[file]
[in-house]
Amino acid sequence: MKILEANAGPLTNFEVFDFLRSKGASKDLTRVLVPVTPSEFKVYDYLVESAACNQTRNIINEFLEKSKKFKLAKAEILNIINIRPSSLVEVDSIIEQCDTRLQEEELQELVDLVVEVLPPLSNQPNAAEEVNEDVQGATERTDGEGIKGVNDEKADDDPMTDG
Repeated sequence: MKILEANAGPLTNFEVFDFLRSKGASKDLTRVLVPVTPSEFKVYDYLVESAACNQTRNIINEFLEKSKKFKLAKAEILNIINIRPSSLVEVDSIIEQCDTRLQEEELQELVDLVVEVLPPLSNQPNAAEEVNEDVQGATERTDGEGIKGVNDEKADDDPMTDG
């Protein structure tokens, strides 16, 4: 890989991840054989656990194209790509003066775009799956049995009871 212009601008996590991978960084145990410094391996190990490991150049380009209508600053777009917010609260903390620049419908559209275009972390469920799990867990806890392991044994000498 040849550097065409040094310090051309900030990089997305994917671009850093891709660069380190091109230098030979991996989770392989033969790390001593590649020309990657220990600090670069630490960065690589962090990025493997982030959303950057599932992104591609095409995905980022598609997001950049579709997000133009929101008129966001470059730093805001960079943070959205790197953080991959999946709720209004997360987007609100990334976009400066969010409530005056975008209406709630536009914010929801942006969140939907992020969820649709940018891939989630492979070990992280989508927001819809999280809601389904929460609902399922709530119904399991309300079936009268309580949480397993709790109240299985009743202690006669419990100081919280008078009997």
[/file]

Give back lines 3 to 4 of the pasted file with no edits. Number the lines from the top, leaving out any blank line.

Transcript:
Repeated sequence: MKILEANAGPLTNFEVFDFLRSKGASKDLTRVLVPVTPSEFKVYDYLVESAACNQTRNIINEFLEKSKKFKLAKAEILNIINIRPSSLVEVDSIIEQCDTRLQEEELQELVDLVVEVLPPLSNQPNAAEEVNEDVQGATERTDGEGIKGVNDEKADDDPMTDG
């Protein structure tokens, strides 16, 4: 890989991840054989656990194209790509003066775009799956049995009871 212009601008996590991978960084145990410094391996190990490991150049380009209508600053777009917010609260903390620049419908559209275009972390469920799990867990806890392991044994000498 040849550097065409040094310090051309900030990089997305994917671009850093891709660069380190091109230098030979991996989770392989033969790390001593590649020309990657220990600090670069630490960065690589962090990025493997982030959303950057599932992104591609095409995905980022598609997001950049579709997000133009929101008129966001470059730093805001960079943070959205790197953080991959999946709720209004997360987007609100990334976009400066969010409530005056975008209406709630536009914010929801942006969140939907992020969820649709940018891939989630492979070990992280989508927001819809999280809601389904929460609902399922709530119904399991309300079936009268309580949480397993709790109240299985009743202690006669419990100081919280008078009997």